HEANEY SAID IN A 2009 INTERVIEW: “About a half-dozen reporters and critics [at the Buffalo News] have take up blogging in a serious way. But the News, like the local television stations, isn’t producing much full-blown multimedia work that the web lends itself to.” (Heaney points out that “the News has made strides in doing more digitally” since that interview.)

* Not the same as the old boss at the Buffalo News (investigativepost.org)
* Heaney was one of the few reporters who argued with management, including Sullivan (buffalospree.com)

New York Times publisher Arthur Sulzberger Jr. tells his staff: “We will cover the Savile story with objectivity and rigor. [Incoming Times Co. CEO] Mark [Thompson] endorses that completely as do I. Both of us believe passionately in strong, objective journalism that operates without fear or favor, no matter what it is covering. We have dedicated a significant amount of resources to this story and this is evident by the coverage we have provided our readers.”

The full letter that Sulzberger sent to employees this morning:

October 25, 2012

On the Record — Third Quarter 2012

Arthur writes: Dear Colleagues,

Our third-quarter results announced this morning reflect a challenging advertising environment in both print and digital, which was affected by a number of factors including uncertainty in the global economy, the rapidly changing habits of consumers and the increasing complexity and fragmentation of the digital advertising marketplace. We expect overall advertising revenue trends to be similar for the fourth quarter.

Mark Thompson

On a better note, our results also reflect continued growth in our circulation revenues led by the ongoing expansion of our digital subscription base, both at The Times and the Globe. As of the end of September, paid digital subscriptions across our Company totaled 592,000, up 11 percent from the end of the second quarter.

When you put it all together, the Times Company had an operating profit of $8.5 million in the third quarter of 2012 compared with $21 million in the same period of 2011. Excluding depreciation, amortization and severance, operating profit was $34 million in the third quarter of 2012 compared with $47.7 million in the third quarter of 2011./CONTINUES Read More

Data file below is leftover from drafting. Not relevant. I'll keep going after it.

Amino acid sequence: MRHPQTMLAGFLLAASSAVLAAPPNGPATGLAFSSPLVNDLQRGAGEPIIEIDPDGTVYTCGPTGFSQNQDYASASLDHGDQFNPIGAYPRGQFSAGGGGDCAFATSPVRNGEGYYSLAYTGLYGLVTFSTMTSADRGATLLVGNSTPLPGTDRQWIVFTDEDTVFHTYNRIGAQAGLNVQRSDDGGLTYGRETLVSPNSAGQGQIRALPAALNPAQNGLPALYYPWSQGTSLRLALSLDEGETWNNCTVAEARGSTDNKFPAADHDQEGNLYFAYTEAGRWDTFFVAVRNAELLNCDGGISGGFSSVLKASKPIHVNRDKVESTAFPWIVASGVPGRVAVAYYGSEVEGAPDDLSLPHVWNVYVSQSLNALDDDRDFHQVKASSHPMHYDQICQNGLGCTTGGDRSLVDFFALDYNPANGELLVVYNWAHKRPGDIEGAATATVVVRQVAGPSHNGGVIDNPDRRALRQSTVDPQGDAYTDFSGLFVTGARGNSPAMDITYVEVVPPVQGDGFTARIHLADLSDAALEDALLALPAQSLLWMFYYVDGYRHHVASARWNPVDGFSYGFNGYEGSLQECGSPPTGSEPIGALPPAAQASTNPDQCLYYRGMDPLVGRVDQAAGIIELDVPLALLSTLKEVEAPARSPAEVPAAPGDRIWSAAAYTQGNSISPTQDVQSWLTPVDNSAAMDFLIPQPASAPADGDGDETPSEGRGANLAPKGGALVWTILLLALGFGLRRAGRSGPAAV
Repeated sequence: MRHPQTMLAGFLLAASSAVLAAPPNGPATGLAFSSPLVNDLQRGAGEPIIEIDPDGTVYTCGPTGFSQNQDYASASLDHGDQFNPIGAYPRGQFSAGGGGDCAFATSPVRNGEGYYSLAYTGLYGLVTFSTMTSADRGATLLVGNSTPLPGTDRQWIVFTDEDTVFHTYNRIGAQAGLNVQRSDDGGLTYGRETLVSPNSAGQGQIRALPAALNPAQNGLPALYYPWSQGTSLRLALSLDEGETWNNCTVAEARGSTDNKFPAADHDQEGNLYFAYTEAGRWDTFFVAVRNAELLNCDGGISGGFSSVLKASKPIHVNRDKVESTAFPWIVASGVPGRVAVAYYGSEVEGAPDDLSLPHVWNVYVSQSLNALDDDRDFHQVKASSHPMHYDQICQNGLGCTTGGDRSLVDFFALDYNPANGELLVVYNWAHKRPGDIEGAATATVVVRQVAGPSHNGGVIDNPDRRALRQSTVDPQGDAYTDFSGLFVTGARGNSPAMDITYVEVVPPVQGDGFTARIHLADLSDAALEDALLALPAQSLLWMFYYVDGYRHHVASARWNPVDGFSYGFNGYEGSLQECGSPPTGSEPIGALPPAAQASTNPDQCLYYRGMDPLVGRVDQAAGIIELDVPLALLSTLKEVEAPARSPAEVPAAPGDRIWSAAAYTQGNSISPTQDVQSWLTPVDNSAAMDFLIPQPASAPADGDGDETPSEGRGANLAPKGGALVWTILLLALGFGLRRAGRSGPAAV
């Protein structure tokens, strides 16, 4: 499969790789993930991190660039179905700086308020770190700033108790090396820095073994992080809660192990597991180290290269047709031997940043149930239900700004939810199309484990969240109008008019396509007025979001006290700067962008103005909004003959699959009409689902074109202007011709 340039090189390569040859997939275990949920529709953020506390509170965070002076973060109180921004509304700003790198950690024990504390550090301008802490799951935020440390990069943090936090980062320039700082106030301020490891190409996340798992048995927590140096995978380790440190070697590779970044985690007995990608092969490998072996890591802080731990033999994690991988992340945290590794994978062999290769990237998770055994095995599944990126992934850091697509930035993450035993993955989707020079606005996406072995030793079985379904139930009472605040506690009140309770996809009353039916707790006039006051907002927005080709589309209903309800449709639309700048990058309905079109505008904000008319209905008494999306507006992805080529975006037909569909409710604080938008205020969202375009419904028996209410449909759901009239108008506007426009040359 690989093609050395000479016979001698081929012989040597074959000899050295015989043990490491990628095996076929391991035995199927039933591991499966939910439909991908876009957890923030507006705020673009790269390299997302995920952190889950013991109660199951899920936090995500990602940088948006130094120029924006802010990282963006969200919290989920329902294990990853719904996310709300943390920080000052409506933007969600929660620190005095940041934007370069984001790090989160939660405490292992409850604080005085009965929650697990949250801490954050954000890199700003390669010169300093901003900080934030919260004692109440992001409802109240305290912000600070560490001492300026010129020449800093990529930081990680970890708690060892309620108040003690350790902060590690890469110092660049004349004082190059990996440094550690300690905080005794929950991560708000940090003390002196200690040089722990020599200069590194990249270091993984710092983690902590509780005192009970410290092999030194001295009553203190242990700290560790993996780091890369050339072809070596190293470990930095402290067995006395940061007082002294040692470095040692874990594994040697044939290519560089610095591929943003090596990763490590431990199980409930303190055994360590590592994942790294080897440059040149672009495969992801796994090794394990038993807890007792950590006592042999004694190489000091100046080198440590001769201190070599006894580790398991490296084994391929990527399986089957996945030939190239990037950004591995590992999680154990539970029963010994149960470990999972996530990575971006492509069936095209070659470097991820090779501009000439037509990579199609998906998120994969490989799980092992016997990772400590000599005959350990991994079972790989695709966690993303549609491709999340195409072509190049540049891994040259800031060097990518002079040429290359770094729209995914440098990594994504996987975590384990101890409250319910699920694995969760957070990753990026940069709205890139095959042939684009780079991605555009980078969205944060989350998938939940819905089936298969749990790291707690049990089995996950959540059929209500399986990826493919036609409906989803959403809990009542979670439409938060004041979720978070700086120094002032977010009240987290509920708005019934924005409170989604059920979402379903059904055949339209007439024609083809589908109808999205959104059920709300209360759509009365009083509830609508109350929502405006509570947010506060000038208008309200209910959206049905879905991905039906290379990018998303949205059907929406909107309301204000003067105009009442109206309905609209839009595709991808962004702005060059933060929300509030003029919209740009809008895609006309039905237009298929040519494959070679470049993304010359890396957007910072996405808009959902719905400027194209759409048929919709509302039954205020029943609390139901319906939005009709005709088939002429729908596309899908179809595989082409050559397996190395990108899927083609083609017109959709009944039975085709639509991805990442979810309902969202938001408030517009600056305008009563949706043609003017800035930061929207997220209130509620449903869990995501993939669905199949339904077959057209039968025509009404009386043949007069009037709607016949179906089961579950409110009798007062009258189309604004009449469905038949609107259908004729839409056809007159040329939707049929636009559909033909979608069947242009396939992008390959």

The subject line on the email to Romenesko that included Teva footwear’s junket invite: “We give you a trip to NYC and liquor you up; you write nice things about us.”

Read the Teva Media Trip invitation and requirements after the jump. Read More

* New York Times Co. reports third-quarter profit, but revenue slips on advertising weakness. Circulation revenue was a bright spot. (nytimes.com) | (Times release)
* The ad slump is hitting both NYT’s print and digital operations. (allthingsd.com)
* McClatchy says third-quarter profits fell to $5.1 million from $9.4 million a year earlier. (sacbee.com)
* Milwaukee Journal Sentinel parent reports profits up 73% in Q3, thanks to political advertising. (jsonline.com)
* Mobile sign targets Detroit journalist Charlie LeDuff. (statter911.com)
* NYT spokesman says incoming CEO Mark Thompson “has the confidence of management.” (washingtonpost.com) | (nytimes.com)
* CNN pulls story about how hormones influence women voters. (theatlanticwire.com)
* WNYC exec addresses complaints about Radiolab “Yellow Rain” report. (minnesota.publicradio.org)
* More on the Stanford Daily and Daily Californian rivalry: “The future of this [Ink Bowl] tradition is cloudy.” (dailycal.org)
* Manhole explosion temporarily knocks out power to Boston Globe. (boston.com)